Surgery Can Be Appropriate for C2 Fractures in Elderly
Review, with mostly type II dens fractures, found acceptable rates of stabilization, morbidity
THURSDAY, April 16 (HealthDay News) -- Surgical treatment of C2 fractures in the elderly appears reasonably safe and effective, according to research published in the April issue of the Journal of Spinal Disorders & Techniques.
Ibrahim Omeis, M.D., of the New York Medical College in Valhalla, N.Y., and colleagues reviewed the cases and outcomes of 29 patients -- aged 70 to 94 years -- who were treated surgically for C2 fractures. Twenty-four of the patients had type II dens fractures alone, the other five had associated C1 fractures, and two of the 29 patients had signs and symptoms of central cord syndrome.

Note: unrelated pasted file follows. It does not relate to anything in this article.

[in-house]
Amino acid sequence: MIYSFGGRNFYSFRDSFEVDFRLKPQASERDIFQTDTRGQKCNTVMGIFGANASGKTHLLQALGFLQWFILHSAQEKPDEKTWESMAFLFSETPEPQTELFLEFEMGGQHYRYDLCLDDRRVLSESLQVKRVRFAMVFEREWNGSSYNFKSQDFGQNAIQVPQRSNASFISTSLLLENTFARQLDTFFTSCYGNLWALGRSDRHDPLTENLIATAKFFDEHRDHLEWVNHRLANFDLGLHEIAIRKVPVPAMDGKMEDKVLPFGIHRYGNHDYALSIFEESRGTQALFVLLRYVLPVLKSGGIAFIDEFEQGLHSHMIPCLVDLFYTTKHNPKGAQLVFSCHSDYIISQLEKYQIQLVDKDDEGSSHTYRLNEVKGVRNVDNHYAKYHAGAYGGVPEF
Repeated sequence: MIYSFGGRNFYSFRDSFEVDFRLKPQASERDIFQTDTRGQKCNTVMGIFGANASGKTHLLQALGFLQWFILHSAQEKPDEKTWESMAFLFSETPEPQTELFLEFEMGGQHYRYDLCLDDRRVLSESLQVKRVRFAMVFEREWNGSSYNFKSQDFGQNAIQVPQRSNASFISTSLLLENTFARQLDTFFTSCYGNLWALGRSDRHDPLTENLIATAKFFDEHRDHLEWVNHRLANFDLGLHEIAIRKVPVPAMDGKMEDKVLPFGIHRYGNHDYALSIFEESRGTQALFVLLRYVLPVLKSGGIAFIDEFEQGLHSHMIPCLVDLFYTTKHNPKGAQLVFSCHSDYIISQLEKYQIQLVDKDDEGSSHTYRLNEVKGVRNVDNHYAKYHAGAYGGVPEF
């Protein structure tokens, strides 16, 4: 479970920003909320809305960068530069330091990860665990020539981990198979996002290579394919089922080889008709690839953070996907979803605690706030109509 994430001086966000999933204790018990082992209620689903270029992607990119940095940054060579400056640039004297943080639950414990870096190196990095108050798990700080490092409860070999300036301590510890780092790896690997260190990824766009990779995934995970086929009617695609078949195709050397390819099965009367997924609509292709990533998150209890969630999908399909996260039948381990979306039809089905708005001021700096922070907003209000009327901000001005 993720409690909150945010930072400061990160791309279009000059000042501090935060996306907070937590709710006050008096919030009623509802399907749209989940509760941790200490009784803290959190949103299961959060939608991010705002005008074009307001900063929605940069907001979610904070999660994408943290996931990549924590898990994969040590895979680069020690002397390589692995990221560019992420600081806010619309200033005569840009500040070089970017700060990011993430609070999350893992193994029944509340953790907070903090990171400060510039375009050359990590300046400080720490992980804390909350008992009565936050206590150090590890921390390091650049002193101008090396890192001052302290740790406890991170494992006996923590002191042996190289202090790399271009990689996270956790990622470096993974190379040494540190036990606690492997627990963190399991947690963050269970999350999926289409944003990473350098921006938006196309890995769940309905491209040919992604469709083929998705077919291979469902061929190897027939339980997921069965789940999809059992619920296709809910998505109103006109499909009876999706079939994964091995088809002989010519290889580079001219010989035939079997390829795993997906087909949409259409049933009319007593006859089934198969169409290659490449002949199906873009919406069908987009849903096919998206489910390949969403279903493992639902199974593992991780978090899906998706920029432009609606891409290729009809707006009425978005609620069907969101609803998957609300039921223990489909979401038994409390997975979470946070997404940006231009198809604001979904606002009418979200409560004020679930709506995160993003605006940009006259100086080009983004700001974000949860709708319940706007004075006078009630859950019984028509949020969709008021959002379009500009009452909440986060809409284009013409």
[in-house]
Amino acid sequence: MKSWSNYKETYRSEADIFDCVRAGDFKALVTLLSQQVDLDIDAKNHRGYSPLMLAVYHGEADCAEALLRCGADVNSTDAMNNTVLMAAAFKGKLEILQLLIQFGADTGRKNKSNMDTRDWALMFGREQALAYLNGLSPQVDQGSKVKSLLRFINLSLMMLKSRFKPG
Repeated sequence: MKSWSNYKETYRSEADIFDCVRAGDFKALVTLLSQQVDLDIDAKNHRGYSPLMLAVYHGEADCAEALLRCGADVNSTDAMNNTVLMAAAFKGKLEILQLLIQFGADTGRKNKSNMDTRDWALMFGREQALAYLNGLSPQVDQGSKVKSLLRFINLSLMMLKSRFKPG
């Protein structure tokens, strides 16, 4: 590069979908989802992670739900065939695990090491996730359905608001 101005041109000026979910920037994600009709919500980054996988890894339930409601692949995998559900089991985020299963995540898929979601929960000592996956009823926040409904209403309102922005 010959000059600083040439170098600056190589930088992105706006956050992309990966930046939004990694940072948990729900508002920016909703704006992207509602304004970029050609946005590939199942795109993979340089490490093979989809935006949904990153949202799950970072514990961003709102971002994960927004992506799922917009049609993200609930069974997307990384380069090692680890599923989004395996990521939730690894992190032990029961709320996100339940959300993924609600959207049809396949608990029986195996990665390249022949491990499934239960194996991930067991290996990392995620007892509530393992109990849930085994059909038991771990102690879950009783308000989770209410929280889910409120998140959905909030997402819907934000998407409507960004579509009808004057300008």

The researchers report that 16 patients underwent odontoid screw fixation, 15 of whom achieved successful internal fixation. Out of 13 posterior fusions, four attained osseous unions and nine were stable on flexion extension radiographs. Out of the 29 patients, 25 returned to their earlier settings (either home or nursing home), three were discharged to a nursing home, and one died perioperatively in the hospital, the report indicates.
"Type II dens fractures are relatively common in the elderly. However, the optimal approach to treatment of these fractures remains unresolved," the authors conclude. "We think surgery should not be excluded as an intervention if it seems to the treating surgeon that surgery is the better treatment modality. Our study indicates that in the presence of a type II dens fracture, surgical intervention is associated with a reasonable rate of successful fracture stabilization and a low incidence of perioperative morbidity and mortality."